Culture and Organizational Best Practices with Bjorn Erland and Pamela Wasley

Hosted by Chris Dyer, the CEO of PeopleG2 – TalentTalk Radio features engaging conversation with CEOs, thought leaders and HR executives.  TalentTalk connects professionals who care about talent-related issues and having the cultural mindset to embrace the needed diversity of the workplace.

Today’s guests are Bjorn Erland, Senior Director, HR Excellence at Taco Bell and Pamela Wasley, CEO, Cerius Executives. To hear the entire show, click here.

On the show today, we have two senior executives talking about the best practices and the healthy work culture they have in place within their respective organizations.

Bjorn Erland culture

Bjorn Erland has been with Yum! Brands since 2008 and is currently leading the HR excellence team at Taco Bell. His team mainly deals with the design work within the HR function which includes training and development, compensation, rewards, wellness, engagement and more. According to Erland, Yum! Brands gives a lot of opportunities for career growth and development to its employees. He has himself experienced this first hand since his current role is his fifth position over his seven years with the company.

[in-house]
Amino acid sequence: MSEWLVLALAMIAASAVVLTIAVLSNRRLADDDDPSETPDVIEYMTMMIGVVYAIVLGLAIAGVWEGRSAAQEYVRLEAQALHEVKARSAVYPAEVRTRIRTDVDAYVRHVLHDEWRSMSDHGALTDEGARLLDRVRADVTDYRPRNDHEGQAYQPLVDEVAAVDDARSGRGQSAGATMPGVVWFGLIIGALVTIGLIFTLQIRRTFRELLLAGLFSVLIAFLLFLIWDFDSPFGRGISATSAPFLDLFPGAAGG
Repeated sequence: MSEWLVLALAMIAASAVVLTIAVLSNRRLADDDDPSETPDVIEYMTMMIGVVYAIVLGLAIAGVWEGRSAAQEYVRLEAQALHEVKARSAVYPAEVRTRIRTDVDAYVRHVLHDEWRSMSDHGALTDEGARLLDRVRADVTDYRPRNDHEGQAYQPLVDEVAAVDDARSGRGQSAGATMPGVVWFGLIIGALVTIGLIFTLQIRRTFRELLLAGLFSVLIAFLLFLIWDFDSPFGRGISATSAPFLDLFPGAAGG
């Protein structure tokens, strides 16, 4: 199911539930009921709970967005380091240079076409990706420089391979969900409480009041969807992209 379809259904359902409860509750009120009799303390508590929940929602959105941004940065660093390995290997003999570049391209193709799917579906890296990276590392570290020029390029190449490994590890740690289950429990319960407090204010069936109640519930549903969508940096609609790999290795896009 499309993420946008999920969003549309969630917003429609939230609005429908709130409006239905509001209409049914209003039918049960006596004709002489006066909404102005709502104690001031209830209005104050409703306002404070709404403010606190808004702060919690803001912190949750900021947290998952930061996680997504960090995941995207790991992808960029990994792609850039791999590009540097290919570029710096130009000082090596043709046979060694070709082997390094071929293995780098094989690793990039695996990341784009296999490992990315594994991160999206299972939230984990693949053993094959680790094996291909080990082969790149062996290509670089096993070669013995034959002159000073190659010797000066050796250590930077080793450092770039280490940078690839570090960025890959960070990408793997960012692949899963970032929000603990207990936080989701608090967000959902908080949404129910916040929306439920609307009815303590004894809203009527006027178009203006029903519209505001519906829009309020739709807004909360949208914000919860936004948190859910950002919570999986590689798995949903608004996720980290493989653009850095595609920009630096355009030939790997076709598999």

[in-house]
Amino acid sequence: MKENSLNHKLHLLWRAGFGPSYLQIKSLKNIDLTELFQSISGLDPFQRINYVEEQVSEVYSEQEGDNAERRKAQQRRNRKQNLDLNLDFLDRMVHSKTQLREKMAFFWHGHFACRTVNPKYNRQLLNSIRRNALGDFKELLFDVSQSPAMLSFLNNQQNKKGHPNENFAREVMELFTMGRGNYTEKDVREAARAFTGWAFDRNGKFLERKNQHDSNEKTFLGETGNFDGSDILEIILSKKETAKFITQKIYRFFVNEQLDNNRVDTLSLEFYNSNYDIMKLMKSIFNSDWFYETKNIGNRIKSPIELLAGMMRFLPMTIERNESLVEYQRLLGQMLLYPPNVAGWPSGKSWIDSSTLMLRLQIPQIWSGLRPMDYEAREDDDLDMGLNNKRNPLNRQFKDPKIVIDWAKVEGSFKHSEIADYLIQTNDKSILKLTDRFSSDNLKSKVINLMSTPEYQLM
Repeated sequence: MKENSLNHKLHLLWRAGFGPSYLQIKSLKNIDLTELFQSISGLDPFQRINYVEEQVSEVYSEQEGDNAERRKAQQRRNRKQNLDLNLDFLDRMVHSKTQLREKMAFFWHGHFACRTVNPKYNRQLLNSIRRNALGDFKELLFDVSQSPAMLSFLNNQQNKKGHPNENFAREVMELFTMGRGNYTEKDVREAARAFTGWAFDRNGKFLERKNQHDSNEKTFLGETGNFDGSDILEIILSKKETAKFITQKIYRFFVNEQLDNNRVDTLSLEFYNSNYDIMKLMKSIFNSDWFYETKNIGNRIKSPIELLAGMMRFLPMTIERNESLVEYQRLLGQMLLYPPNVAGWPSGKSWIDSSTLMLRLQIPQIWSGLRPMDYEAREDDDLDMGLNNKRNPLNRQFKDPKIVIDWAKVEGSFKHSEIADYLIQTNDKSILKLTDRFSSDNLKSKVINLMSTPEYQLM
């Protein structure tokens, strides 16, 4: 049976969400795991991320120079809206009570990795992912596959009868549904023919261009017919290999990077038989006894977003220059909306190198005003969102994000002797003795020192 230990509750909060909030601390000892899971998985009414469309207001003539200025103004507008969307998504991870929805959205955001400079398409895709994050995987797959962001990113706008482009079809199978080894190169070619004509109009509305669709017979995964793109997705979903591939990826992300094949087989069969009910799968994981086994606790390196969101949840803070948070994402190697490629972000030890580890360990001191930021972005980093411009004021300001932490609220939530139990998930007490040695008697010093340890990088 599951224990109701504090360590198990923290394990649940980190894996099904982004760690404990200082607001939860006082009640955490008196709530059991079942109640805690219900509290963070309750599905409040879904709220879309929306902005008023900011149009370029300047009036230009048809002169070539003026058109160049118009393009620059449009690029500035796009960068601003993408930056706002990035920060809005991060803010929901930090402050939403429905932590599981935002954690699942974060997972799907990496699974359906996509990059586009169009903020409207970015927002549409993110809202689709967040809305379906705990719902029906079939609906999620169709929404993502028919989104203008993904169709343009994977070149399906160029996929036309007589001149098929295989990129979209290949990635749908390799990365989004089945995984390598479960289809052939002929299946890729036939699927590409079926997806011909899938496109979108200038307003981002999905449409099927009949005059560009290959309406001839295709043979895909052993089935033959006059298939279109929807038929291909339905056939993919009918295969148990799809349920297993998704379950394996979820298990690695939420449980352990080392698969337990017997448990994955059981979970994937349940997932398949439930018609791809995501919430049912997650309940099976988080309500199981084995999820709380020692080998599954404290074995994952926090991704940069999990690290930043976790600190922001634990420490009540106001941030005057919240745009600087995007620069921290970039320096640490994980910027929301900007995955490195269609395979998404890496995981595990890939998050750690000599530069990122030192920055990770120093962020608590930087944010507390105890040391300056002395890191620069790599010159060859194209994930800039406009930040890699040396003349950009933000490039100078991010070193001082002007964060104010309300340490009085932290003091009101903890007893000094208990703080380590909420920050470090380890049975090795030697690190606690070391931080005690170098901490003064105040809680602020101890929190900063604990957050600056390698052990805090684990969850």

Changing Landscape of HR

Having worked in human resources at Yum! since 2008, Erland has seen HR as a function undergo several changes. In his initial years with the organization, the country was undergoing a massive recession. The job market is much different now compared to back when the economy was falling. Secondly, over the years, technology has changed the game when it comes to recruitment and talent management. It was all about cold calling and scouting talent in the mid-2000s. “Social media has changed how we find and recruit people in the landscape of HR,” says Erland. Lastly, the generations of workforce has changed in the last few years. “Managing through these different generations and trying to meet their needs and develop them has been a pretty big change over time as well,” he concludes.

Recruiting a Diverse Set of People